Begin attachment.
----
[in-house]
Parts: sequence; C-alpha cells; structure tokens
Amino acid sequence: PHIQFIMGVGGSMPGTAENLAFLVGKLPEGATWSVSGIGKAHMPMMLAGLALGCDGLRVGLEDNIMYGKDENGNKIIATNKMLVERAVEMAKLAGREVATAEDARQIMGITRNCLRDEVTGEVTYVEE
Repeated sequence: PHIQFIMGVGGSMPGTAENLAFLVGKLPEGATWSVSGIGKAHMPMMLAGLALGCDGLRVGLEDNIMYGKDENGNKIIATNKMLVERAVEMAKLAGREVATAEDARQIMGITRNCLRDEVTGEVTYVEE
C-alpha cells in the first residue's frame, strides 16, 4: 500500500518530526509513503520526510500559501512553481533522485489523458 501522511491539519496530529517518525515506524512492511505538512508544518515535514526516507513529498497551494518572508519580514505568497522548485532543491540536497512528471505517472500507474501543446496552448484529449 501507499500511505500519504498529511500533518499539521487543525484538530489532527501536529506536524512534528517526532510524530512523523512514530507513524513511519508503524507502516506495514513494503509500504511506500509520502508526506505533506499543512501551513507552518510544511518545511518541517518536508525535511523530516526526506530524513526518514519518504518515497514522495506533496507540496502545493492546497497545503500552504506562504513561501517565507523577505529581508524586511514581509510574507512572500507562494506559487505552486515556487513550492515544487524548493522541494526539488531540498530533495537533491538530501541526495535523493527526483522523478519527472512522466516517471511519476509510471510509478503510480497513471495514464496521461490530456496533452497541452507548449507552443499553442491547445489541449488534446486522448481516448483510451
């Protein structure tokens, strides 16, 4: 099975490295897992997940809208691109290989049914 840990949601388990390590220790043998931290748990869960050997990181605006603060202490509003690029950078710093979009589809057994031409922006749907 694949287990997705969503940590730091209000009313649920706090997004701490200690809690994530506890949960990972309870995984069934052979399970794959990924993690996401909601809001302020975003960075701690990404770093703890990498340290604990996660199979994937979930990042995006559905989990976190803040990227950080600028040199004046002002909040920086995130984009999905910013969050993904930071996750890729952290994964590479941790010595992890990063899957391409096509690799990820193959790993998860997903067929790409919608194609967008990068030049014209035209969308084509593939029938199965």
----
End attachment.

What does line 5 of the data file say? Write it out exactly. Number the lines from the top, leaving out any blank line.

C-alpha cells in the first residue's frame, strides 16, 4: 500500500518530526509513503520526510500559501512553481533522485489523458 501522511491539519496530529517518525515506524512492511505538512508544518515535514526516507513529498497551494518572508519580514505568497522548485532543491540536497512528471505517472500507474501543446496552448484529449 501507499500511505500519504498529511500533518499539521487543525484538530489532527501536529506536524512534528517526532510524530512523523512514530507513524513511519508503524507502516506495514513494503509500504511506500509520502508526506505533506499543512501551513507552518510544511518545511518541517518536508525535511523530516526526506530524513526518514519518504518515497514522495506533496507540496502545493492546497497545503500552504506562504513561501517565507523577505529581508524586511514581509510574507512572500507562494506559487505552486515556487513550492515544487524548493522541494526539488531540498530533495537533491538530501541526495535523493527526483522523478519527472512522466516517471511519476509510471510509478503510480497513471495514464496521461490530456496533452497541452507548449507552443499553442491547445489541449488534446486522448481516448483510451